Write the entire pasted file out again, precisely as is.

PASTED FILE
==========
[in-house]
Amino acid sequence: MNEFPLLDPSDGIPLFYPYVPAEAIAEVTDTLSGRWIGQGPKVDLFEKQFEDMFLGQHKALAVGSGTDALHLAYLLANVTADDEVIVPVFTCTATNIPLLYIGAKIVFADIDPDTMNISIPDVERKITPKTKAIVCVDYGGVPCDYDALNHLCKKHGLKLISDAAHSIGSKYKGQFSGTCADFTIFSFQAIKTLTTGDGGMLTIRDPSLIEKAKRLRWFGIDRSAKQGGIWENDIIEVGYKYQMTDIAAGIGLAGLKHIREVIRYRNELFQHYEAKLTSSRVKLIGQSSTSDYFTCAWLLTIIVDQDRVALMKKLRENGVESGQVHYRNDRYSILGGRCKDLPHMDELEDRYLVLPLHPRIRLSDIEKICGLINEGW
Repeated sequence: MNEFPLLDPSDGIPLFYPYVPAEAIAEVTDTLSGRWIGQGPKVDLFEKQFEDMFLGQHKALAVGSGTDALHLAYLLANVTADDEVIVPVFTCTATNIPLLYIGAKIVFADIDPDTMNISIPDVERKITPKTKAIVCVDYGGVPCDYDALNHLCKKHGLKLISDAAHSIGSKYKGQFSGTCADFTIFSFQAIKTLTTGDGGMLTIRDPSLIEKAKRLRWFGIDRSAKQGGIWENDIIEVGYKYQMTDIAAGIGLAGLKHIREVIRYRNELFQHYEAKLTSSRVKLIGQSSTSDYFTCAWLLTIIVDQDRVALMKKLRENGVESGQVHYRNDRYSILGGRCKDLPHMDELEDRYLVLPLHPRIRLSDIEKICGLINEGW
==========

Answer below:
[in-house]
Amino acid sequence: MNEFPLLDPSDGIPLFYPYVPAEAIAEVTDTLSGRWIGQGPKVDLFEKQFEDMFLGQHKALAVGSGTDALHLAYLLANVTADDEVIVPVFTCTATNIPLLYIGAKIVFADIDPDTMNISIPDVERKITPKTKAIVCVDYGGVPCDYDALNHLCKKHGLKLISDAAHSIGSKYKGQFSGTCADFTIFSFQAIKTLTTGDGGMLTIRDPSLIEKAKRLRWFGIDRSAKQGGIWENDIIEVGYKYQMTDIAAGIGLAGLKHIREVIRYRNELFQHYEAKLTSSRVKLIGQSSTSDYFTCAWLLTIIVDQDRVALMKKLRENGVESGQVHYRNDRYSILGGRCKDLPHMDELEDRYLVLPLHPRIRLSDIEKICGLINEGW
Repeated sequence: MNEFPLLDPSDGIPLFYPYVPAEAIAEVTDTLSGRWIGQGPKVDLFEKQFEDMFLGQHKALAVGSGTDALHLAYLLANVTADDEVIVPVFTCTATNIPLLYIGAKIVFADIDPDTMNISIPDVERKITPKTKAIVCVDYGGVPCDYDALNHLCKKHGLKLISDAAHSIGSKYKGQFSGTCADFTIFSFQAIKTLTTGDGGMLTIRDPSLIEKAKRLRWFGIDRSAKQGGIWENDIIEVGYKYQMTDIAAGIGLAGLKHIREVIRYRNELFQHYEAKLTSSRVKLIGQSSTSDYFTCAWLLTIIVDQDRVALMKKLRENGVESGQVHYRNDRYSILGGRCKDLPHMDELEDRYLVLPLHPRIRLSDIEKICGLINEGW